3rd: Ayumu Goromaru v South Africa
Getting the nod over two excellent scores from the Rugby World Cup, Beauden Barrett crossing to cap a long-range move against the Stormers was a spectacular try that we just couldn’t ignore. Ma’a Nonu’s pass… brilliant!
Finish of the Year: Christian Wade v Saracens
Just getting the nod over Julian Savea’s non-Miley Cyrus wrecking ball impression against France is this effort from Wasps flyer Christian Wade. This caused so much disbelief that we have to explain the rules to everybody in the comments and on Facebook. Very special.
Assist of the Year: James O’Connor v Sharks
The pinpoint accuracy of this kick from O’Connor into the hands of Stefan Ungerer – who was cramping! – has to be admired really. On a plate.
Success of the Year: Argentina
Grew and grew during 2015, Argentina were up there with one of the neutral’s favourites as they blended an exciting mix of power and expansive rugby. They beat South Africa in Durban 35-27 in a watershed win which gave them more confidence heading into the Rugby World Cup, where they finished in fourth place. In the tournament their highlight had to be that superb 43-20 win over Ireland.
History Boys Award: Highlanders
After years of the Crusaders and more recently the Chiefs dominating Super Rugby bragging rights in New Zealand, 2015 was all about the Hurricanes and Highlanders. They made the final and it was the latter who finished on top, sealing a deserved win that was led by head coach Jamie Joseph. Aaron Smith was the general whilst there were numerous unsung heroes up front, complimented very well by the class of Ben Smith, Waisake Naholo, Malakai Fekitoa, Patrick Osborne, Lima Sopoaga and, of course, Richard Buckman. A first title.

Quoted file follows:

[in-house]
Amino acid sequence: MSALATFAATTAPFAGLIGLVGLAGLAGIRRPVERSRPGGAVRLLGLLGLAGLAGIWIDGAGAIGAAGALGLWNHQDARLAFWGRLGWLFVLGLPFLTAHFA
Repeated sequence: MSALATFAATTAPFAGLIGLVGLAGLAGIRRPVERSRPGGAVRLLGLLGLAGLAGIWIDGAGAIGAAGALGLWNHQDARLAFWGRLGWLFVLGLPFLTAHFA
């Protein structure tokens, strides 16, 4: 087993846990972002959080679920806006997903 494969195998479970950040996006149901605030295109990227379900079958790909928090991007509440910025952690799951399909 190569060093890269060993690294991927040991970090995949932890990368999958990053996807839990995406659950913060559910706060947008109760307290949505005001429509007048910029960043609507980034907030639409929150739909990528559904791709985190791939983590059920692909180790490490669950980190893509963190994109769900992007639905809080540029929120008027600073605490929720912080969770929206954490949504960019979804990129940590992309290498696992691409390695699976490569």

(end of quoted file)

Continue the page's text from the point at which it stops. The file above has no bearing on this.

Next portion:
Match of the Year: England 55-35 France
Stuart Lancaster’s side needed a 26 or more point winning margin against France to claim the Six Nations title. The English were 7-15 down after 26 minutes but at the break it was 27-15 to the hosts, who were looking good as Ireland watched on nervously. After 55 minutes England led 41-25 before James Haskell was yellow carded for a trip which prompted France to break out and score through Vincent Debaty in what proved to be a crucial try. England kept on pressing but France would not go away and the game continued to provide high drama until the final whistle as Rory Kockott booted the ball out on his own try-line to deny England one last push for glory. What a game, what a day that had earlier seen Wales win 61-20 in Italy before Ireland beat Scotland 40-10 in what proved to be the title sealer.
Moment of the Year: Karne Hesketh try v South Africa
One of the great moments in the history of sport, let alone rugby or the World Cup. Taking Amanaki Mafi’s pass, Japan replacement Hesketh had the pace and space to go past JP Pietersen, scoring a try that shocked the world. The sight of Japanese supporters weeping in the stand to the guard of honour made by Springbok supporters at Brighton station will live long in the memory.
Healer of the year: Isei Naiova
It looked a certainty that Waisake Naholo would miss the World Cup after breaking his leg ahead of the tournament. But the Highlanders wing was told by his uncle Isei Naiova to get on a flight to Fiji where he applied traditional leaves to the leg and four days later he was cured. He proved to the All Blacks he was fit and then scored 73 seconds into his comeback, against Georgia. Some story.
Tackle of the Year: Ayumu Goromaru v Scotland
Japan were already up against it at the end of the first-half against Scotland only a few days after beating the Springboks, when Ayumu Goromaru produced this special try-saving tackle to keep the game alive at Kingsholm.
Man of the Year: Sonny Bill Williams
The man who most fans love to hate won over the world when he gave away his World Cup winners’ medal to a young fan in the Twickenham stands after he had been taken out by security trying to get to his All Blacks heroes. Williams’ gesture was a super moment. His work with UNICEF in Syria this week confirms what a gentleman he really is.
Celebration of the Year: Stade Français dressing room slide